Dinner and a show: a winning combination. Pizza and proper swing music: heaven. Pizza Express’ ‘The Pheasantry’ plays host to Alex Mendham & His Orchestra, a ‘time machine band’ dedicated to historical authenticity in their performances. Looking around the audience, I felt I’d found a home with the vintage-store princesses and oily-haired jazz-men – the kind of folk who appreciate the figure of a feller in a waistcoat. As dashing and glamorous as everybody looked, the evening was let down by the constricted venue and basement acoustics.
Mendham’s orchestra sets itself apart with an earnest commitment to the time period – ‘from their vintage instruments to the pomade in their hair, no detail is overlooked.’ They’re also rightfully proud of their repertoire of music that hasn’t survived the century, mostly reviving forgotten gems rather than pandering to the ‘Swing When You’re Winning’ generation. This is no style-over-substance outfit – even the details of the orchestrations were a delight to hear, with banjo, violin, woodblocks and sousaphone adding a by-gone feel to the swing-band sound.
The playing was broadly excellent, with some entertaining solos particularly from the trombonist (although I’m biased…), but ultimately the large band felt cramped and constrained in a space which didn’t work with the head-count. This compromised their timbre because they just couldn’t let rip, and probably contributed to the moments when the ensemble wasn’t as tight as it should have been.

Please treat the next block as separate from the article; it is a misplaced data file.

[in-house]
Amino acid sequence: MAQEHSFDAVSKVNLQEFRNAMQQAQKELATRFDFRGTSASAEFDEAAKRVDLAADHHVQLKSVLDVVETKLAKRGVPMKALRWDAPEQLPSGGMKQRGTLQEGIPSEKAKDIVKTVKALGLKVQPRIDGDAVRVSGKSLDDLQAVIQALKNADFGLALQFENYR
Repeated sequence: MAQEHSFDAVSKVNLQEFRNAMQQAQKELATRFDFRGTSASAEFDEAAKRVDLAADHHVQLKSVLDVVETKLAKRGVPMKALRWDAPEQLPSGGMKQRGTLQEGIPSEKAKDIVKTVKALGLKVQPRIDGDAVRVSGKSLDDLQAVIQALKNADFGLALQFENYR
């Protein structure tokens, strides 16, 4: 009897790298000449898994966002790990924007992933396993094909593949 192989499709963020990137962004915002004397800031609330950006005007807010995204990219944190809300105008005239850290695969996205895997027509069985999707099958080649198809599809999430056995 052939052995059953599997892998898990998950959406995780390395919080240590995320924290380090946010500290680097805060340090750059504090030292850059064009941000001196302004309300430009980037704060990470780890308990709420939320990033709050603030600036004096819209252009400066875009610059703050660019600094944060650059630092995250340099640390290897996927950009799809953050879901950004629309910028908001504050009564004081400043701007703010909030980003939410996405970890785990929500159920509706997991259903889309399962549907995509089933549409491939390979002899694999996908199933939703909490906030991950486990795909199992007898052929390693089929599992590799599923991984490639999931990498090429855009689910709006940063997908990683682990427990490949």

At the centre of the performance was Alex Mendham himself who compèred, sang, played sax, imitated a train, and treated us the visual spectacle of front-facing conducting. This was purely for the audience’s benefit – conducting with a wink and a smile – and is a phenomenon I’d only ever seen in old film clips. Mendham’s singing was also enchanting, with his swoopy period drawl that could’ve come straight out of your granny’s gramophone.
I would have loved the whole show to have been ‘in character’, since what gestures there were at between-song banter were at odds with the feel of the show. Given the opportunity, I would definitely see the Orchestra again in a larger venue to see what they can really do. Plus I need to justify my inter-war wardrobe.